July 2, 2022

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Great days for jays! Joy for birdwatchers as numbers are boosted, survey shows

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Jays and greenfinches have flocked back to British gardens, according to the biggest birdwatching survey held in the UK.

Numbers of jays have increased by a staggering 73 per cent this year compared with 2021, the RSPB’s Big Garden Birdwatch found.

And greenfinch numbers have also risen by almost 8 per cent this year – despite being placed on the ‘red list’ of threatened species in December.

The Big Garden Birdwatch, which takes place every year over one weekend, encourages the public to record the number of bird species visiting their garden for one hour

Jays, which survive mostly on acorns during winter, are thought to have been seen more at garden feeders due to shorter supplies of the oak nut last year, following a boom year in 2020. 

Last year saw fewer acorn supplies, meaning jays had to rely on sources such as garden feeders instead of natural food.

This may have been due to a ‘mast year’ in 2020, when trees such as oaks produce a bumper crop of seeds so birds and animals can’t eat them all.

This is usually followed by a quieter year as trees recover their energy and produce less.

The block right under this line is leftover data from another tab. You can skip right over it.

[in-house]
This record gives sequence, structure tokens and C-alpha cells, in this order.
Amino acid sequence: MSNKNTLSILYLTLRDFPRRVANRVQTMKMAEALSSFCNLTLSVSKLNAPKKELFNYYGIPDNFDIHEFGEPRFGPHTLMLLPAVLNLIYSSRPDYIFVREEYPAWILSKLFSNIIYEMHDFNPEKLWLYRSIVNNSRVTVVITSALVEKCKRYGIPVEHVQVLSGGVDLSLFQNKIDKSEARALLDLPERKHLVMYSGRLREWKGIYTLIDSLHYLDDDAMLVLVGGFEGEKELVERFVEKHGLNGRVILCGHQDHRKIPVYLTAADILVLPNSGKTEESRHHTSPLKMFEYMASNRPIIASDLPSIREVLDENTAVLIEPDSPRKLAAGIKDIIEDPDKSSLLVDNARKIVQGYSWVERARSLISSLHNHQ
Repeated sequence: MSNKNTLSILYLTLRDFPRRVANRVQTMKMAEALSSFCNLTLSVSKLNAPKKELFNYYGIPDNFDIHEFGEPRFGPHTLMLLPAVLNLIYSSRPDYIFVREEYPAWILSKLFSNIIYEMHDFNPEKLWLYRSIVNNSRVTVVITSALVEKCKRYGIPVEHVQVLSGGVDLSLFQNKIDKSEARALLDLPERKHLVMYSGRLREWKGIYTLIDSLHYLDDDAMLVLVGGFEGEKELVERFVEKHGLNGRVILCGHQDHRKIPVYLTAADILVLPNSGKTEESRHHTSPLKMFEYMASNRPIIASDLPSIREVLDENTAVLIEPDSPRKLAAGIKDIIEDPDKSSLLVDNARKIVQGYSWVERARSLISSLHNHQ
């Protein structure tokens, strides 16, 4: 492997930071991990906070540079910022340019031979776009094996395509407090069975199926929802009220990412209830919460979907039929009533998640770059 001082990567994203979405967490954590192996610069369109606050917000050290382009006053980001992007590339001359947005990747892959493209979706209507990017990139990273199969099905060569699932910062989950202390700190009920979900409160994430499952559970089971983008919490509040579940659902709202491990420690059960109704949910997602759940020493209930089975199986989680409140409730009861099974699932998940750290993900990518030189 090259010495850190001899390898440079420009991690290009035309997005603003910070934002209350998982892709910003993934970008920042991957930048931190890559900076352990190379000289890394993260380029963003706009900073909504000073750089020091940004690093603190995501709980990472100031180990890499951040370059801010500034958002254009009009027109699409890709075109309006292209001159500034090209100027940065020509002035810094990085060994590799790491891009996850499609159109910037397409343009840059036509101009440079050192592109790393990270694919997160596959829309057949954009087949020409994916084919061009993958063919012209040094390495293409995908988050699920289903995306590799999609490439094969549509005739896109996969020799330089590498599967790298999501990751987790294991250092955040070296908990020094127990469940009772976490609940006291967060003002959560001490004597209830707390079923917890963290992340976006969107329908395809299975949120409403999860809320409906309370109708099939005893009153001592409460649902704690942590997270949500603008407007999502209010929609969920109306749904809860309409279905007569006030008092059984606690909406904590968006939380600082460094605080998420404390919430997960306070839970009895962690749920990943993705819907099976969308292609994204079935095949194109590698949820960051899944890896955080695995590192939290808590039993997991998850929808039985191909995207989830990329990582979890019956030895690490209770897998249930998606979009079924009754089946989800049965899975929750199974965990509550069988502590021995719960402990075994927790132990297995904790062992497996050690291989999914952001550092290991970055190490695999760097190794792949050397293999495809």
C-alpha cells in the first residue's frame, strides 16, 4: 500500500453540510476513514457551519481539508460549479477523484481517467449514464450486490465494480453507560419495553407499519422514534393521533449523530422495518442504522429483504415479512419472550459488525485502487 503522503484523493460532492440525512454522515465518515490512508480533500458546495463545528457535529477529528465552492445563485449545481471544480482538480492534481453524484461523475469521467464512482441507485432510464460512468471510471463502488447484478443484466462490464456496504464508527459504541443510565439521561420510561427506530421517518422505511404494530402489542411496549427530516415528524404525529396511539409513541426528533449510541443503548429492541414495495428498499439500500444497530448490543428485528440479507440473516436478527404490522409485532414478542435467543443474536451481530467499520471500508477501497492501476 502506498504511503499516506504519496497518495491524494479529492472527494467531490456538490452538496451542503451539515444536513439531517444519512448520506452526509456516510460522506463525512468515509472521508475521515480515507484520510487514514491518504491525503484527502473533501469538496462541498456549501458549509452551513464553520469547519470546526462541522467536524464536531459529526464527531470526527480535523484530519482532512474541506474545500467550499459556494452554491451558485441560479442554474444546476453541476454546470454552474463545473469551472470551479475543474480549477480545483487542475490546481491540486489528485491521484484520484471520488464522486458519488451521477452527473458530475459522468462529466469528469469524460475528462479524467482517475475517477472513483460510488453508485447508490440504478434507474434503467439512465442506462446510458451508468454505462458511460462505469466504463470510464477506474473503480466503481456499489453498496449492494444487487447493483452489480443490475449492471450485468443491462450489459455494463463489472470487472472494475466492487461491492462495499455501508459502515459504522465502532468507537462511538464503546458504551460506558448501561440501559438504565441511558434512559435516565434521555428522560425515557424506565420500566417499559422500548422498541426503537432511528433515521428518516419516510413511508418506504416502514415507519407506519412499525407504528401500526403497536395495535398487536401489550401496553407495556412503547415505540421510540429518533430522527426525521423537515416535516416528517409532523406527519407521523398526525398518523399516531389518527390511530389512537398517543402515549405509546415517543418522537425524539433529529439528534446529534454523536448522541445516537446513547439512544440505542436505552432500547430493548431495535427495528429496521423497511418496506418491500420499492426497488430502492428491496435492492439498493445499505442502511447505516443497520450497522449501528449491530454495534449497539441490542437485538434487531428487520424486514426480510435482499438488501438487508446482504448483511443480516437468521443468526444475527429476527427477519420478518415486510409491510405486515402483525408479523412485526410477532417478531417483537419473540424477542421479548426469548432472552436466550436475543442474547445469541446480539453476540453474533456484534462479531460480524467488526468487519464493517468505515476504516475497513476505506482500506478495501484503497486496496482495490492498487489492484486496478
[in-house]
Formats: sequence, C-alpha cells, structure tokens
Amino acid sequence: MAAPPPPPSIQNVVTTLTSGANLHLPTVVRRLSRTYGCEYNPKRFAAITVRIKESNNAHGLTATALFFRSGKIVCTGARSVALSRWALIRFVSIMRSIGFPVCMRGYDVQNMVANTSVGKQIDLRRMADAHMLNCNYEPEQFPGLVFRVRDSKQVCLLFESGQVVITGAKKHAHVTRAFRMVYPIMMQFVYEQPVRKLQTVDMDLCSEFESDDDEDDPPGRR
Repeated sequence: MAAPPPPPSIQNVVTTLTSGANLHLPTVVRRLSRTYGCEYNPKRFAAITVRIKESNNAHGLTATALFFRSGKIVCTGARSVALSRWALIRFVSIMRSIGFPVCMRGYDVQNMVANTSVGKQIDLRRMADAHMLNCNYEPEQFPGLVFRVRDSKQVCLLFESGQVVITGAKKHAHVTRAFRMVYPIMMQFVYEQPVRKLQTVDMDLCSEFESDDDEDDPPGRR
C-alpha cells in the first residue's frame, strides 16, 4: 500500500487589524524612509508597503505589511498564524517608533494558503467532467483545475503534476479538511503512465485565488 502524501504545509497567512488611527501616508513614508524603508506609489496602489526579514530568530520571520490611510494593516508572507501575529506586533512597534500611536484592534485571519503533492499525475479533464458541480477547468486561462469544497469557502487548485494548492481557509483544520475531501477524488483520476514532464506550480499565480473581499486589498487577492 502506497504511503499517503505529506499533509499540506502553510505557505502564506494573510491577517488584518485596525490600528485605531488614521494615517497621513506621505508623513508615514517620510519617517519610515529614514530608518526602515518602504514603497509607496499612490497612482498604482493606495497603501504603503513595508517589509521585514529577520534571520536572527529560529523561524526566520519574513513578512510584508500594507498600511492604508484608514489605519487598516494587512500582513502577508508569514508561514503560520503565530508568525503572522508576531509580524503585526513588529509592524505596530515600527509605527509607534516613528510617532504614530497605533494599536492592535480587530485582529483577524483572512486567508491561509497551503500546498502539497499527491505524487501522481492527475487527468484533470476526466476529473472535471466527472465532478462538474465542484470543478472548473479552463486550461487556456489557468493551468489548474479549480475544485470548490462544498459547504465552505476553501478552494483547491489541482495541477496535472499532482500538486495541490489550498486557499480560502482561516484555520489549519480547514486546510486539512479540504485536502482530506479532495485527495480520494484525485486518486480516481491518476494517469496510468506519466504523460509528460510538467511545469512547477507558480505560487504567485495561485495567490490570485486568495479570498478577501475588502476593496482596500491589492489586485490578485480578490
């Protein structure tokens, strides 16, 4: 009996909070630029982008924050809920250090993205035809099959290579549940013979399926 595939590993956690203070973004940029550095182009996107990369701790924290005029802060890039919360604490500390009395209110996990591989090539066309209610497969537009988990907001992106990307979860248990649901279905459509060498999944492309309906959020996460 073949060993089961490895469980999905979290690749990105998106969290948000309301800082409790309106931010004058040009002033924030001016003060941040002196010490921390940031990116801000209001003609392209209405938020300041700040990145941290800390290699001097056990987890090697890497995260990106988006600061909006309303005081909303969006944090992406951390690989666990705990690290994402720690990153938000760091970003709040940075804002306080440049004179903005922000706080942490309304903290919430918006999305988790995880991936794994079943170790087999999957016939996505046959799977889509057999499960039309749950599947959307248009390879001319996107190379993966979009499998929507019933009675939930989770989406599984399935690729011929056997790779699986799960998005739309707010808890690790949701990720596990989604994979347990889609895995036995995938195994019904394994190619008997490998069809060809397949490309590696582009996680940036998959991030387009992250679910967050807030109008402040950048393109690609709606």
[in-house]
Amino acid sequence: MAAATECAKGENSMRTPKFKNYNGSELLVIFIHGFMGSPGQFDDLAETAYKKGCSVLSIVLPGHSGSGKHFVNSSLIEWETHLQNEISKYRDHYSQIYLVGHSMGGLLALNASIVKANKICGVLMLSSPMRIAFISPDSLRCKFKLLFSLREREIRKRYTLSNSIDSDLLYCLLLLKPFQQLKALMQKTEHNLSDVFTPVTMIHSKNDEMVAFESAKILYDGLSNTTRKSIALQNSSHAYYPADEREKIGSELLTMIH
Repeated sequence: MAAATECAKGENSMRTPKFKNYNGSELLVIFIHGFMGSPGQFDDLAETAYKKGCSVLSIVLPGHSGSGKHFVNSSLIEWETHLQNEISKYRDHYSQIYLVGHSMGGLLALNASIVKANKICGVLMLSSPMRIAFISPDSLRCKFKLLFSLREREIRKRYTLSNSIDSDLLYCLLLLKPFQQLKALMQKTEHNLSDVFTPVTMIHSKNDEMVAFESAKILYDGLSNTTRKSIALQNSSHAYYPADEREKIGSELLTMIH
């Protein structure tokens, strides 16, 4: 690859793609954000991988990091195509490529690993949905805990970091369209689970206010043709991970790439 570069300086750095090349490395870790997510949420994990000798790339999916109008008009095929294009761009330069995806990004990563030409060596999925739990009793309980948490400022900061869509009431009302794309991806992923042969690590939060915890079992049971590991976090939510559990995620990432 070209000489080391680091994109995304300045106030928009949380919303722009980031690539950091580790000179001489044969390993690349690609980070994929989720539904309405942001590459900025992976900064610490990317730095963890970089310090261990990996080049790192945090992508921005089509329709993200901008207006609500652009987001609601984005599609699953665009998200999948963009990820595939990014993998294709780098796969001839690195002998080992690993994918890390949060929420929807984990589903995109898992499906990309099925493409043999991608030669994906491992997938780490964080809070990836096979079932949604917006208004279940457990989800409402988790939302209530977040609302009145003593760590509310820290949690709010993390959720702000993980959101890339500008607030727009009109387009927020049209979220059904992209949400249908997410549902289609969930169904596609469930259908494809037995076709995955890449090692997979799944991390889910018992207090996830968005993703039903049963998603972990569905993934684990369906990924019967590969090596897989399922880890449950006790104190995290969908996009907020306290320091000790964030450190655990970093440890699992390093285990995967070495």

Greenfinches have also seen a slight improvement after suffering a population crash in recent decades.

Their numbers have fallen by around 62 per cent since 1993 due to a severe outbreak of the disease trichomonosis.

The infection spreads through contaminated food and water – including on bird feeders – and from birds feeding each other regurgitated food during the breeding season.

To slow the spread, the RSPB has advised gardeners to clean bird feeders regularly and temporarily stop putting out food if sick birds are seen.

The Big Garden Birdwatch, which takes place every year over one weekend, encourages the public to record the number of bird species visiting their garden for one hour.

This year, 700,000 people took part and spotted 11 million birds.

The house sparrow was the most commonly seen garden bird with more than 1.7 million recorded sightings over the weekend in January.

Redwings and fieldfares also did less well, with numbers dropping by around 50 per cent compared with 2021

Redwings and fieldfares also did less well, with numbers dropping by around 50 per cent compared with 2021

Blue tits and starlings remained in the number two and three positions respectively. However, long-tailed tits and coal tits saw numbers fall by around a quarter compared with last year.

Redwings and fieldfares also did less well, with numbers dropping by around 50 per cent compared with 2021.

The RSPB’s chief executive, Beccy Speight said: ‘It’s been brilliant to see so many people taking part again this year, taking time out to watch and reconnect with birds and then generously submit their sightings.’

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